Management and Prevention
Prevention of Diabetes
While there is no single cause of type 2 diabetes, there are well-established risk factors. Some of these can be changed and some cannot.
You are at a higher risk of getting type 2 diabetes if you:
· have a family history of diabetes
· are older (over 55 years of age ) – the risk increases as we age
· are over 45 years of age and are overweight
· are over 45 years of age and have high blood pressure
· are over 35 years of age and are from an Aboriginal or Torres Strait Islander background
· are over 35 years of age and are from Pacific Island, Indian subcontinent or Chinese cultural background
· are a woman who has given birth to a child over 4.5 kgs (9 lbs), or had gestational diabetes when pregnant, or had a condition known as Polycystic Ovarian Syndrome.
What outcomes can I change?
Your lifestyle choices can prevent or delay the onset of type 2 diabetes and the good news is that research has shown type 2 diabetes can be prevented in up to 58% of cases.
The lifestyle choices are your key tools of management to prevent development of diabetes these tools or jobs are.
· Maintaining a healthy weight
· Regular physical activity
· Making healthy food choices
· Managing blood pressure
· Managing cholesterol levels
· Not smoking.
Why are your food choices so important?
What you eat can affect your health in a number of ways. For example, poor food choices may
Contribute to you beinging overweight, having high blood glucose levels if you have diabetes, raised cholesterol and blood pressure, some cancers and heart disease.
A healthy meal plan can help you to:
· Control your blood glucose levels if you have developed diabetes
· Control your weight
· Improve your cholesterol levels
· Reduce your risk of heart disease
· Improve your general health and wellbeing.
Changing your eating habits is not easy. Any changes to your food intake should be for the long term.
Short-term diets are not recommended as you will soon return to your
Usual eating pattern. It is best to make small changes which you can continue indefinitely.
If you have developed diabetes the management of your lifestyle is still vitally important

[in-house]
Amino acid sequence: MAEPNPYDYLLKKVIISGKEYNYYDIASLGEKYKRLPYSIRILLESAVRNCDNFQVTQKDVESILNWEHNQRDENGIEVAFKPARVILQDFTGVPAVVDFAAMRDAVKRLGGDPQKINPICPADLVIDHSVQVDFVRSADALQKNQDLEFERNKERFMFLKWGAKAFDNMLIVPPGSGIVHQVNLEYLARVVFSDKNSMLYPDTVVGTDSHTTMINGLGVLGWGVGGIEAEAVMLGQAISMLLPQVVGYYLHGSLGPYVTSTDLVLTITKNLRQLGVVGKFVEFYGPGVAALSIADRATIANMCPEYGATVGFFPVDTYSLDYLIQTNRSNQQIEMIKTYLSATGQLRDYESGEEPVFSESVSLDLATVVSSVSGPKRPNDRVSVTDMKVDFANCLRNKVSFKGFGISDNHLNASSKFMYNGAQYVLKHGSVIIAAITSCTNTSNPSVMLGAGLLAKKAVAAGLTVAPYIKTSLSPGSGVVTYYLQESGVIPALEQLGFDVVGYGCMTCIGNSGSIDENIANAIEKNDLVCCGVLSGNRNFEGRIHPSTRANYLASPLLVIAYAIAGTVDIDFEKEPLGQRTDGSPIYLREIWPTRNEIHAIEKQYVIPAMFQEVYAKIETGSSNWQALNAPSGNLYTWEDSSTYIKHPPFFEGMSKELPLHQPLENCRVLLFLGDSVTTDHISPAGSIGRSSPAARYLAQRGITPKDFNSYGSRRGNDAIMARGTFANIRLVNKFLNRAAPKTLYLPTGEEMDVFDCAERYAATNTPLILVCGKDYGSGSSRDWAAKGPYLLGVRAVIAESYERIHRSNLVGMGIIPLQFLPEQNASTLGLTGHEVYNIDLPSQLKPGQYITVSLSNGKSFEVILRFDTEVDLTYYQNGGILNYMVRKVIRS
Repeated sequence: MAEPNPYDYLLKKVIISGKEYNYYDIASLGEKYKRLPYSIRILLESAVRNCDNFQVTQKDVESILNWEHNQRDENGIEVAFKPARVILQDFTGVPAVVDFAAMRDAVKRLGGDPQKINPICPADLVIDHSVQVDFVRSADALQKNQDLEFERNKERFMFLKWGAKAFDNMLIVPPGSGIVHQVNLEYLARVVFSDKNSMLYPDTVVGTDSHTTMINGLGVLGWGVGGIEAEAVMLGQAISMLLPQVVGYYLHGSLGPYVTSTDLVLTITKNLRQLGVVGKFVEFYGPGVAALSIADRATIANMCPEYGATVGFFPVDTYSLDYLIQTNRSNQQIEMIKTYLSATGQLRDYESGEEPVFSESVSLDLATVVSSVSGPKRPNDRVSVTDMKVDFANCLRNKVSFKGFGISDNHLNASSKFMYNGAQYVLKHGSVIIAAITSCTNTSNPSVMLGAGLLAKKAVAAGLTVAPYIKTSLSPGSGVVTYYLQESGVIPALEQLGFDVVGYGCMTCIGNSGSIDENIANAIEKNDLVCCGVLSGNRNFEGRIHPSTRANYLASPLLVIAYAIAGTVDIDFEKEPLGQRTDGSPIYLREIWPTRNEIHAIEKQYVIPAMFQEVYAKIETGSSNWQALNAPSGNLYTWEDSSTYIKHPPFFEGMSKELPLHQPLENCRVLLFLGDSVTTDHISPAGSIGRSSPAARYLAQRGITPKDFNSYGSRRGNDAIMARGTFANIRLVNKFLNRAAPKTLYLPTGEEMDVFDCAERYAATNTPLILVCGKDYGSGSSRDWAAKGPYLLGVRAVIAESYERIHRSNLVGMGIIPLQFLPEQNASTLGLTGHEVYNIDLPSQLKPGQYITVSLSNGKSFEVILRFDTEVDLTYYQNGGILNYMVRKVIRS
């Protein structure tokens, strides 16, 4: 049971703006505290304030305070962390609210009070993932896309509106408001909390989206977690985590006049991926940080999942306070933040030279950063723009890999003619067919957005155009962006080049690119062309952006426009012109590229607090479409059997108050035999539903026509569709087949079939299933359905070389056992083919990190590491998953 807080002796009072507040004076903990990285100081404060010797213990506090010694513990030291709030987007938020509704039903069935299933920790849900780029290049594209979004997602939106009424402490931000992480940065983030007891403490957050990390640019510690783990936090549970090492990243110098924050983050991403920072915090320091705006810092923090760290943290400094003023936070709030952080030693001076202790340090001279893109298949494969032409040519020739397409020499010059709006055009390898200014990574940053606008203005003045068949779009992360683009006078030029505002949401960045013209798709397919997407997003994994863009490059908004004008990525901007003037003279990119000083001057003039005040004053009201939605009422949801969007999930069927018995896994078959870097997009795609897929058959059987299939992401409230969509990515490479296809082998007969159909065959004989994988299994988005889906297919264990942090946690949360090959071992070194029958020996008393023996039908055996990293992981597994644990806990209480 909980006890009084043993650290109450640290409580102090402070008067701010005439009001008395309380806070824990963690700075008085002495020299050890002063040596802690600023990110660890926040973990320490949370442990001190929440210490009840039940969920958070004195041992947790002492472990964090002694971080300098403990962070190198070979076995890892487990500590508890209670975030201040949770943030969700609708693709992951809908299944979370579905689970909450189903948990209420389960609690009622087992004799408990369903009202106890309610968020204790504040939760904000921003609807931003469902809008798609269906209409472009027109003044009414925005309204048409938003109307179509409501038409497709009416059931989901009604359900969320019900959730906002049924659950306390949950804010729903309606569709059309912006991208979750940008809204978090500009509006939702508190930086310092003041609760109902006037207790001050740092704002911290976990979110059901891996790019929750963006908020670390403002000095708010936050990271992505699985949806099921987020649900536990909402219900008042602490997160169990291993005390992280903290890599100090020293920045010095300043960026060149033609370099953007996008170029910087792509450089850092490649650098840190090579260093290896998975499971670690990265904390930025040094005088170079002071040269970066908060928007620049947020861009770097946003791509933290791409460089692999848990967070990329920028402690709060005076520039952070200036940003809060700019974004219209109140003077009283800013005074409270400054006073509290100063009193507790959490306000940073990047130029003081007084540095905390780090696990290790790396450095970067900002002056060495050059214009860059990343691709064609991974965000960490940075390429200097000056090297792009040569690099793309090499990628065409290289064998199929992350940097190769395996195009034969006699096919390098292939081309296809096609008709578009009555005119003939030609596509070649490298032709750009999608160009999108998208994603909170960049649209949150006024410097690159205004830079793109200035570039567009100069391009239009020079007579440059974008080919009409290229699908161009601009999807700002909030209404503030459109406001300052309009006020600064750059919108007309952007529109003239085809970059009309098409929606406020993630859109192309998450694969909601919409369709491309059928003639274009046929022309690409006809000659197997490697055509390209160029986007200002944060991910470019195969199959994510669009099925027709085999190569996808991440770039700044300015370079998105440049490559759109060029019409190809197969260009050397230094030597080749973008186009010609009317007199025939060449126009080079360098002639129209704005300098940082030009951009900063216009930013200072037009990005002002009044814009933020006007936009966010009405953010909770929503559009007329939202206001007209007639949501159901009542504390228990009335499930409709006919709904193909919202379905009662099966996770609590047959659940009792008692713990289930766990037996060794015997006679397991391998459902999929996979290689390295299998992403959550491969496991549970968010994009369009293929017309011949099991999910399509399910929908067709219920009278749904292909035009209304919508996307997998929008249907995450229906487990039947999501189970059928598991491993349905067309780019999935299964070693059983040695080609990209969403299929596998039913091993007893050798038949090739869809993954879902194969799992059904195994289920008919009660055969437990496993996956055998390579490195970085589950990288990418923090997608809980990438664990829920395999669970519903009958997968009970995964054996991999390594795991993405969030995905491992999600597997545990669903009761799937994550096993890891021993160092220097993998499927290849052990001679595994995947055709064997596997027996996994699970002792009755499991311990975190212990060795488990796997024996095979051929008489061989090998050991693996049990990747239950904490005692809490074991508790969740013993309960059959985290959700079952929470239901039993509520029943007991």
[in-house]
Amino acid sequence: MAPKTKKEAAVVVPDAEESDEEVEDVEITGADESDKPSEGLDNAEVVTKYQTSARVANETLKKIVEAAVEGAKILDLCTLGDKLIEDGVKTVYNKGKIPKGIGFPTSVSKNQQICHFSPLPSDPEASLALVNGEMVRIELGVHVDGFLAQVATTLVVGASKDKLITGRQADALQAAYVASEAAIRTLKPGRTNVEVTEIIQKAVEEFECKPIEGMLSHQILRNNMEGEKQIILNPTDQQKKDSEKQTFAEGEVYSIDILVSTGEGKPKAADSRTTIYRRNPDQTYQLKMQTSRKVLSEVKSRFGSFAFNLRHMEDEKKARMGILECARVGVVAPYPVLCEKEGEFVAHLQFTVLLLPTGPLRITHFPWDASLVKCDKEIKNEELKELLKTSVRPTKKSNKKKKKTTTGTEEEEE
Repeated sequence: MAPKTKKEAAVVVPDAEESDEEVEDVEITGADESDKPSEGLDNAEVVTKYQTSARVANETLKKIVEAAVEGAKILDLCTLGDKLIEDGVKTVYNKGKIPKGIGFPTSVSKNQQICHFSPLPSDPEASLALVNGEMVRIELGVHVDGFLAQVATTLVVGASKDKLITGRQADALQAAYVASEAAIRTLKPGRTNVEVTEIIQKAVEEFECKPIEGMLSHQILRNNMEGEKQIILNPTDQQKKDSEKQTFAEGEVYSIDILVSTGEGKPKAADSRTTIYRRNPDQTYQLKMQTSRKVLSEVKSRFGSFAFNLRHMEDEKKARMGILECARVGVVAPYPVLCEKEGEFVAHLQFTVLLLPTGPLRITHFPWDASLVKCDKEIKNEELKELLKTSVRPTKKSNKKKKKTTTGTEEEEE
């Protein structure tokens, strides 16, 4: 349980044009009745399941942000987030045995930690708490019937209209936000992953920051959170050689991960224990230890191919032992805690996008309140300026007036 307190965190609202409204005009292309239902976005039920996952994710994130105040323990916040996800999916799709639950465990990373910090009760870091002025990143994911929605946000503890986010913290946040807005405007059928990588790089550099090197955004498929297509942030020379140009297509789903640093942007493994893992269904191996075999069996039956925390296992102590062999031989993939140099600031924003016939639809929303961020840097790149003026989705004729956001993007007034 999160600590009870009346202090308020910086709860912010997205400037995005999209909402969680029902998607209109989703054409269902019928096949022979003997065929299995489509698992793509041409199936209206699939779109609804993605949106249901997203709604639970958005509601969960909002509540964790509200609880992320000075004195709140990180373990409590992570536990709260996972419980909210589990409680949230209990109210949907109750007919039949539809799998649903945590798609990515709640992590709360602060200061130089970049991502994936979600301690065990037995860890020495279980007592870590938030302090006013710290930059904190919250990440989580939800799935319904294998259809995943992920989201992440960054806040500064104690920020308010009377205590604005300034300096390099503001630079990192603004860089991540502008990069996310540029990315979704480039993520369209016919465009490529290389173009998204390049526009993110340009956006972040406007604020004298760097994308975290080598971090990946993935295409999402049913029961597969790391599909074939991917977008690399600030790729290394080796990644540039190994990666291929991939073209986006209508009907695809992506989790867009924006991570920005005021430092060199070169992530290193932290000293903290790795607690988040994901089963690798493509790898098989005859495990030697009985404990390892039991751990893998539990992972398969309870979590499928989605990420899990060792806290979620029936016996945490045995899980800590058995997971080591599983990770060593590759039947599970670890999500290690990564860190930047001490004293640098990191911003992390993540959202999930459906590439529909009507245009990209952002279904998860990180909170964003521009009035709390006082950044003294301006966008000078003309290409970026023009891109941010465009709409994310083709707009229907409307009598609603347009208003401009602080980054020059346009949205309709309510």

The aim of diabetes treatment is to maintain blood glucose levels within the normal range, which is between 4.0 and 6 mmol/L before meals and 4.0 and 8mmol/L two hours after meals. This will help prevent possible long-term problems that can affect the heart, blood vessels, eyes, kidneys and nerves.Keeping your blood pressure and cholesterol within the recommended range is very important to help prevent these long-term problems. Healthy eating, achieving and maintaining a healthy weight and doing regular physical activity can help you do this. Sometimes tablets and then insulin may also be needed.
A healthy meal plan and lifestyle including exercise is still your key management tools however often your doctor will prescribe medication to help your body deal with your diabetes.
These medications allow your body to function better with your diabetes but cannot replace a healthy lifestyle no form of diabetes medication cures diabetes.
Often one of the hardest hitting statements I have seen is this one
· Diabetes is the leading cause of blindness Kidney disease and Heart disease in Australia?
· True or False?
Think about this one for a second the statement is false poorly controlled diabetes is a leading cause of blindness Kidney disease and Heart disease the two keys with managing your diabetes are reducing the risk of developing it in the first place and managing it well if you do develop it.
Management Blood glucose levels